V—A Free C++ GUI Framework for X
V is a C++ framework, and therefore, consists of several C++ base classes you can use to derive your own classes. The core class is vApp, which is used as the main foundation of the rest of the application. A minimal application has a command window derived from the vCommandWindow class containing at least a menu and a drawing canvas. The command window can also contain tool and status bars. When the user selects menu items or activates command objects on the tool bar, V sends messages to your derived vCommandWindow object which your program then interprets. Your program usually shows its output on a canvas object, derived from a vCanvas class. Mouse input is handled by sending messages to your derived canvas class.
While it is possible to build an application using only the vApp, vCommandWindow, and vCanvas classes, most applications will also use dialogs. The dialog controls supported by V currently include:
standard push button
push button with icon and color
toggle frames (similar to tabs)
The layout of controls in a dialog is determined by specifying a position for each control relative to other controls in the dialog. For example, you might specify one control is to the right and below another control. All dialog controls can also be used on the tool bar of a command window.
V also includes several standard dialogs that implement common operations. One of the most useful is the file open dialog, which lets the user select files and directories interactively. Since no standard X file open dialog exists, V implements its own. The MS-Windows version of V uses the standard Windows file dialog. Other standard dialogs include font selection, yes/no response and a message box. Using standard dialogs helps ensure that your application will match the look and feel of the native platform.
The first step to using V is obtaining the latest release. The primary source for V is my web page, http://www.cs.unm.edu/~wampler/. V is also available for anonymous ftp from ftp://ftp.cs.unm.edu/pub/wampler. Unpack the distribution, decide where you want to keep the source and libraries, modify the makefile to reflect this decision and execute make.
After you've built V, read the documentation. You can either print it, or use xdvi or ghostscript to view the provided dvi or ps files. You then typically start your own application by modifying one of the examples provided. Most new V users find it very easy to modify the example to get a good start on their own. The entire process of downloading, building, reading the manual and building a first custom V application has been done by several current V users (already familiar with the Internet, Linux and C++) in just four or five hours.
Since its release to the world in February 1996, V has been in use by my software engineering class and received considerable interest and positive response from the user community. If you've put off writing a GUI application because X programming is just too hard to learn, V may be the solution you need. If you've been putting off learning C++, again V may be just what you need. V is a very elegant, small and well-designed C++ class library. GUIs are one of the most naturally object-oriented applications around and are a good way to get started with object-oriented programming.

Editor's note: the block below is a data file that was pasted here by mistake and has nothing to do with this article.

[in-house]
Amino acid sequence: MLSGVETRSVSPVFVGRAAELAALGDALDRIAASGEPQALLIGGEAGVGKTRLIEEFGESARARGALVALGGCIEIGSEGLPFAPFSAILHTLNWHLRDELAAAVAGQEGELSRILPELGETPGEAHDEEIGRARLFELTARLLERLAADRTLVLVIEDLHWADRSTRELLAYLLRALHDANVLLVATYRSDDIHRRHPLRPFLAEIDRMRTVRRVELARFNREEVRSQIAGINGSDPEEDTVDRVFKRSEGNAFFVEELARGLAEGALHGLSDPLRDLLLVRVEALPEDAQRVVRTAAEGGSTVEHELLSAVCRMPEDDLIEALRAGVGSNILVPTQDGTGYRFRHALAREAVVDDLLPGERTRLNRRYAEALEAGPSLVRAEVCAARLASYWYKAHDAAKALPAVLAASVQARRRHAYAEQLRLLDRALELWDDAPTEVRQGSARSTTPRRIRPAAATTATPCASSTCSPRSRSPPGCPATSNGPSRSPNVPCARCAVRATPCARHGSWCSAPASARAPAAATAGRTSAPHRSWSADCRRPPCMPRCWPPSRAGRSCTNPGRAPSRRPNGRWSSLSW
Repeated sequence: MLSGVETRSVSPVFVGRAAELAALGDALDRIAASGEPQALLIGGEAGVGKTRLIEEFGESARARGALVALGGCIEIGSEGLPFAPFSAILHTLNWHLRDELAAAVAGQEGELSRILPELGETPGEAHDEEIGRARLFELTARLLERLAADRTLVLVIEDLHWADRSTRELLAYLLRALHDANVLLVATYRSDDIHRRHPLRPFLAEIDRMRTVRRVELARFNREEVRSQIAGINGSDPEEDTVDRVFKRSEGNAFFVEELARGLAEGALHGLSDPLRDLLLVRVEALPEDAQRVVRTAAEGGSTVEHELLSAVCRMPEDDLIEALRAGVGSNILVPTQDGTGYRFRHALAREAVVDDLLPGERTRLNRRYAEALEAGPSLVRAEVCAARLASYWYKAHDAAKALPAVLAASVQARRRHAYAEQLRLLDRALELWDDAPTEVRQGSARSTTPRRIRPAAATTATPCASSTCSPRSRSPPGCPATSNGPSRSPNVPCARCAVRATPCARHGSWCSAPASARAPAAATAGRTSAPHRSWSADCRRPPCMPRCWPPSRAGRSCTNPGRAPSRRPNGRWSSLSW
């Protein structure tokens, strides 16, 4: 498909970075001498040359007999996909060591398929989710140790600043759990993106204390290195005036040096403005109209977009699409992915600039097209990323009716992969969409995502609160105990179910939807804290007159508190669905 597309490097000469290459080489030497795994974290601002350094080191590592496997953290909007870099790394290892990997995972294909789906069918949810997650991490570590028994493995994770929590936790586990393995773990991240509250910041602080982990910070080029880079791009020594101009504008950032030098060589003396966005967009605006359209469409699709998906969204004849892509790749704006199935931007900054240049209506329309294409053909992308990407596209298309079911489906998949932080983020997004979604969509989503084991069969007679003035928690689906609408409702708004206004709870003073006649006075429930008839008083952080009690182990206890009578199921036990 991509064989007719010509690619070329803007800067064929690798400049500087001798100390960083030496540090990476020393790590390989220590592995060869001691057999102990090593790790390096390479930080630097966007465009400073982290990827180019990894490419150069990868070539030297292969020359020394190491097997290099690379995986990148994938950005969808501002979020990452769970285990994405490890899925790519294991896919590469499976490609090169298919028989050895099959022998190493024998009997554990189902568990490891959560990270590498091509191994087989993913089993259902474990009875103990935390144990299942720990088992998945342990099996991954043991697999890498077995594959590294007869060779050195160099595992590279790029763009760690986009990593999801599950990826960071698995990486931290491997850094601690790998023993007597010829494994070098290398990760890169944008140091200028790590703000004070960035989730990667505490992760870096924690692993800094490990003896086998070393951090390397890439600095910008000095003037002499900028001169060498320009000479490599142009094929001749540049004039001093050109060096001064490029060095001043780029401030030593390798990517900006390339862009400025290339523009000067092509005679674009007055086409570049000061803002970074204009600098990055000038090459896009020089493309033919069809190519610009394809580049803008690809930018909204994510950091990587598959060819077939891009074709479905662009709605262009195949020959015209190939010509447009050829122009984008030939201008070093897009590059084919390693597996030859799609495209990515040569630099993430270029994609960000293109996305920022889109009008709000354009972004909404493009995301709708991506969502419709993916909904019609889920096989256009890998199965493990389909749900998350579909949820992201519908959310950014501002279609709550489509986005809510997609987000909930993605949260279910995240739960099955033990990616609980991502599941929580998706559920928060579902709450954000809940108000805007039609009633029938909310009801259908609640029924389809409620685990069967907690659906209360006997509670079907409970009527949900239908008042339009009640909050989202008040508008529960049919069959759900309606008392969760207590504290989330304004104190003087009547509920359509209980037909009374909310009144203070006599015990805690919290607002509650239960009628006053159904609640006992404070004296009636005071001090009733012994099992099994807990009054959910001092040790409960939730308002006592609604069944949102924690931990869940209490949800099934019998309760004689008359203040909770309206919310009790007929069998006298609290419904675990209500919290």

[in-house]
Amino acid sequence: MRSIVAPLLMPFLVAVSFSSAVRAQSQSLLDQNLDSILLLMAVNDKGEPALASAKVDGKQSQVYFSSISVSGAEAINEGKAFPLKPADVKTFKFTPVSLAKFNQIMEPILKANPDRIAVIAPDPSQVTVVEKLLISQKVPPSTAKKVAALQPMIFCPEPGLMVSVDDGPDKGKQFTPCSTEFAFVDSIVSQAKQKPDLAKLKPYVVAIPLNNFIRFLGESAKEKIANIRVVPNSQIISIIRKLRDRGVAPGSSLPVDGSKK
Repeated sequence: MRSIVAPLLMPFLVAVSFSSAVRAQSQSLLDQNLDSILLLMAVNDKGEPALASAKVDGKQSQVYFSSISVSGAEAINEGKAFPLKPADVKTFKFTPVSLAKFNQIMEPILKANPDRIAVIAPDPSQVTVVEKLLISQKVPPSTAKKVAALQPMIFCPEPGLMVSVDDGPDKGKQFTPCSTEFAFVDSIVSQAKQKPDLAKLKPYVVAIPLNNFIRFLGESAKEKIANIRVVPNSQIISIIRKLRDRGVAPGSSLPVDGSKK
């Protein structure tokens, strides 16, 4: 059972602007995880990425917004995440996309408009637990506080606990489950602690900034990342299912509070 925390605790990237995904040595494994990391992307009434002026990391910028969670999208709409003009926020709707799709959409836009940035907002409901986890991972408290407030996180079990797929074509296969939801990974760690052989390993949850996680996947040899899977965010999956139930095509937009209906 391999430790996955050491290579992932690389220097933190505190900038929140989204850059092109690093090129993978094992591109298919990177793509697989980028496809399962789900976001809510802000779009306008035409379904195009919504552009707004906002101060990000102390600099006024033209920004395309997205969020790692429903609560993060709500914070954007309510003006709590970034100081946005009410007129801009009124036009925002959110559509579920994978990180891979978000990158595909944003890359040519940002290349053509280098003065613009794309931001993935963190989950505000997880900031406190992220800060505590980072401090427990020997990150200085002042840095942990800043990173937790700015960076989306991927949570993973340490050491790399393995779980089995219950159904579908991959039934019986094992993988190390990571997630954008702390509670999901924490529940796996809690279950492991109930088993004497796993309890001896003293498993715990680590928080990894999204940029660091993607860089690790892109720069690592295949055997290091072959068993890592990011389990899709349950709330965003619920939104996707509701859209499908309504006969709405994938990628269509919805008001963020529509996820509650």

Bruce E. Wampler, PhD (firstname.lastname@example.org) has been involved in the PC industry since its earliest days. In fact, he founded two successful software companies, Aspen Software and Reference Software International, and was the principal designer and author of the well-known grammar checker Grammatik. He is currently an Adjunct Professor of Computer Science at the University of New Mexico.
Fast/Flexible Linux OS Recovery
On Demand Now
In this live one-hour webinar, learn how to enhance your existing backup strategies for complete disaster recovery preparedness using Storix System Backup Administrator (SBAdmin), a highly flexible full-system recovery solution for UNIX and Linux systems.
Join Linux Journal's Shawn Powers and David Huffman, President/CEO, Storix, Inc.
Free to Linux Journal readers.Register Now!
- Download "Linux Management with Red Hat Satellite: Measuring Business Impact and ROI"
- Profiles and RC Files
- Understanding Ceph and Its Place in the Market
- Astronomy for KDE
- Maru OS Brings Debian to Your Phone
- The Giant Zero, Part 0.x
- Git 2.9 Released
- OpenSwitch Finds a New Home
- What's Our Next Fight?
- Snappy Moves to New Platforms
With all the industry talk about the benefits of Linux on Power and all the performance advantages offered by its open architecture, you may be considering a move in that direction. If you are thinking about analytics, big data and cloud computing, you would be right to evaluate Power. The idea of using commodity x86 hardware and replacing it every three years is an outdated cost model. It doesn’t consider the total cost of ownership, and it doesn’t consider the advantage of real processing power, high-availability and multithreading like a demon.
This ebook takes a look at some of the practical applications of the Linux on Power platform and ways you might bring all the performance power of this open architecture to bear for your organization. There are no smoke and mirrors here—just hard, cold, empirical evidence provided by independent sources. I also consider some innovative ways Linux on Power will be used in the future.Get the Guide